An online petition, which as of Wednesday had garnered 10,000 signatures and is now up to 13,000, was delivered to San Francisco's Department of Building Inspection on Wednesday by 25-year-old SF resident Julie Mastrine, and it asks that the department, as well as the San Francisco and Oakland Fire Departments, cease doing surprise spot-checks of artists' warehouse spaces and prompting "reactionary" evictions following the Ghost Ship fire. "This is obvious and should not need to be said: the Bay Area has a crisis in affordable housing," Mastrine writes. "Conducting fire inspections that result in evictions is NOT the answer in this environment."

Many have argued in the last three weeks that Oakland turned too much of a blind eye to illegal live-work dwellings like the Ghost Ship warehouse — and the Chronicle reported on the "eerily prescient" March 2015 warehouse fire on 24th Street in West Oakland that killed two people, where regular inspections had in fact occurred. The tragedy three weeks ago, which claimed the lives of 36 people, has prompted a nationwide uptick in the inspection of such spaces, sometimes resulting in evictions.

As Mastrine tells the Chronicle, she was inspired to launch the petition effort because her twin sister, Amy, is an artist whose warehouse dwelling in Potrero Hill was recently the subject of a surprise inspection, and she is worried about being evicted. (But, as the Examiner points out, Julie Mastrine also happens to be the Activism Marketing and Social Media Manager for Care2, the company that hosts petition drives like the one she posted.) Amy and her warehouse-mates were cited for illegal construction and several fire code violations, all of which they were given one day to fix while being asked to evacuate the premises in the meantime.

The Mastrine sisters and the petition signers are asking that fire inspectors "Not be so heavy-handed in inspections and enforcement that evictions result." Or, the petition asks that inspections cease altogether until such time that "resources are in place for artists to either 1) bring their buildings up to code in an affordable way OR 2) access new affordable housing."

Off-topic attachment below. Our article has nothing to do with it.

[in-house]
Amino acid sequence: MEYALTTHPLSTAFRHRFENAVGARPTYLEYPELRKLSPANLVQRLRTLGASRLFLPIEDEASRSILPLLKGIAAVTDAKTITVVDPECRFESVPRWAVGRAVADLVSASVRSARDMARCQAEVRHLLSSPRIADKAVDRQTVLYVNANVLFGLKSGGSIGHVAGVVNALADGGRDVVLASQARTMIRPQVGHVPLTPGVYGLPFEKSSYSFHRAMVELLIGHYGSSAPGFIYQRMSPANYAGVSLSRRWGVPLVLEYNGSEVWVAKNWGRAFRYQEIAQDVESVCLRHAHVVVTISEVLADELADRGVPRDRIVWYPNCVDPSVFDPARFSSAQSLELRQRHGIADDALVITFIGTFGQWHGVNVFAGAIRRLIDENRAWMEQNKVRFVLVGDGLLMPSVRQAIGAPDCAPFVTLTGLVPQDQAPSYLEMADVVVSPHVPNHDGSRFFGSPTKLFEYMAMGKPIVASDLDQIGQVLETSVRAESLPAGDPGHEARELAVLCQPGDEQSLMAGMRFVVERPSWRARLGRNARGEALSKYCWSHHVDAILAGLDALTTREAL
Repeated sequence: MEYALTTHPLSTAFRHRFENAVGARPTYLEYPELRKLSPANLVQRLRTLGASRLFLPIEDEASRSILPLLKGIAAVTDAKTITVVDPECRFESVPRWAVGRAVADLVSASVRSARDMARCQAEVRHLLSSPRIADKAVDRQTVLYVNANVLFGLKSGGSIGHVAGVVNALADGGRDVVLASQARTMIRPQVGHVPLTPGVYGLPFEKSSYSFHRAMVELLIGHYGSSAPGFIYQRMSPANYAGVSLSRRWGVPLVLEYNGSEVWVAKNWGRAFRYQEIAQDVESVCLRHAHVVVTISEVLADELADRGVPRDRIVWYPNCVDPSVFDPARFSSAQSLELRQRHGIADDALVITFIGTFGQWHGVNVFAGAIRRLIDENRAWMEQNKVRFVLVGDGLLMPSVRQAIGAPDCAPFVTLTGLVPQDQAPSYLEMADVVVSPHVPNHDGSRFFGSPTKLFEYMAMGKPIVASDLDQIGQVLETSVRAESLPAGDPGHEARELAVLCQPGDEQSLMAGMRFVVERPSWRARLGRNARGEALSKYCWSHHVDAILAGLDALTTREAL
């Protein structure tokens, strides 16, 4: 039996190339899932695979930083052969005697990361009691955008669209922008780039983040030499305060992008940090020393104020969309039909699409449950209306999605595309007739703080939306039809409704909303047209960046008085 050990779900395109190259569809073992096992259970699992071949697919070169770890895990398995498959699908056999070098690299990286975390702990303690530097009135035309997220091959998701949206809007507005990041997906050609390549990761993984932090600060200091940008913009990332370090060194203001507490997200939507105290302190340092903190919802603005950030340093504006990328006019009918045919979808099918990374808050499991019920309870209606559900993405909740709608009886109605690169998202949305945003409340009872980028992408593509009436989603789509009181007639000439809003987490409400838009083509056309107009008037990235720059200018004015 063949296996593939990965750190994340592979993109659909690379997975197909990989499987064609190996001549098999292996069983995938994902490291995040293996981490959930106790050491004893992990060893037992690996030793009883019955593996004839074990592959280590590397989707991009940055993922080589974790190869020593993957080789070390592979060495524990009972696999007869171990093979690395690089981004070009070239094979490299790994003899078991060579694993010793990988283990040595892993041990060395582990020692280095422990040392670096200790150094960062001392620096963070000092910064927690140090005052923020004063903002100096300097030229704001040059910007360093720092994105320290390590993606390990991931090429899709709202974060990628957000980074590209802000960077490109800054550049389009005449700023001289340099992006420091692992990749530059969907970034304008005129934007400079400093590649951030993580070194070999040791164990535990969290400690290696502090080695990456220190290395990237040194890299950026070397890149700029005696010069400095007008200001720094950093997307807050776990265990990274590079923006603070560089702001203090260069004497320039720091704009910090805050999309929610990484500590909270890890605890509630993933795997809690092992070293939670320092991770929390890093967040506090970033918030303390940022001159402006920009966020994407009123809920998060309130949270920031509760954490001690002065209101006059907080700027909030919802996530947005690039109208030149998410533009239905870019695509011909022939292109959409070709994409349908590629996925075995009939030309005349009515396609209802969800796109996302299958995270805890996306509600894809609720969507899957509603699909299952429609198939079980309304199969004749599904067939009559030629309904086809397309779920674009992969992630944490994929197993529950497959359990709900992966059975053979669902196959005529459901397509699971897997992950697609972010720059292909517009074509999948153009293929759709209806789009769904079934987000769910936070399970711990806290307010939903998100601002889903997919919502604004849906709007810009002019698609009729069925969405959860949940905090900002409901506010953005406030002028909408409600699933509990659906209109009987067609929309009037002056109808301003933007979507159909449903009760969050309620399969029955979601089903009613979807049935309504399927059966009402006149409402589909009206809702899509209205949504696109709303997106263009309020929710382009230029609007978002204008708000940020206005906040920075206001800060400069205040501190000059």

Last week the San Francisco Department of Building Inspection said they were spot-checking about 10 warehouses that they believed were being used as illegal dwellings, and one of those was a warehouse on Peralta Street in Bernal Heights where the artist inhabitants received an immediate eviction notice from their landlord. A famed punk venue and artists warehouse in Richmond called Burnt Ramen was red-tagged last week and saw its residents evicted — something that "dozens" showed up to protest at a city council meeting Tuesday night, per KQED — as ABC 7 reported. Meanwhile Oakland is taking a less reactionary approach, with Mayor Schaaf saying in the wake of the fire that this was not cause for "witch hunts."

One of those residents, Nathan Cottam, tells CBS 5 that he has seven co-tenants in the space, and "If we lose this, I can’t imagine finding another place that’s comparable to what I can afford in the city. I don’t anticipate finding something else.”

Cottam told the Chronicle that their space got their inspection at 10 a.m. on Tuesday, and that it went "as well as it could have."

A spokesperson for the SFFD, Lt. Jonathan Baxter, tells the paper that notices of violation do not typically lead to immediate evictions, and he says as long as progress is being made there is usually some leniency. "We’re not going out and saying, ‘Here’s your violation. Fix it. If it’s not fixed within this certain parameter of time, we’re going to go to the next step,’" he says.

But Amy Mastrine insists to the Chronicle, despite the results of the recent inspection, "My space is safe. We took the fire seriously, without any bullying. ... My strongest point, I think, is that we can take care of our own, and we really don’t need to be policed in this way.”

Previously: SF Is 'Spot-Checking' 10 Warehouses That Could Be Illegal Residences While Oakland Is Avoiding Such 'Witch Hunts'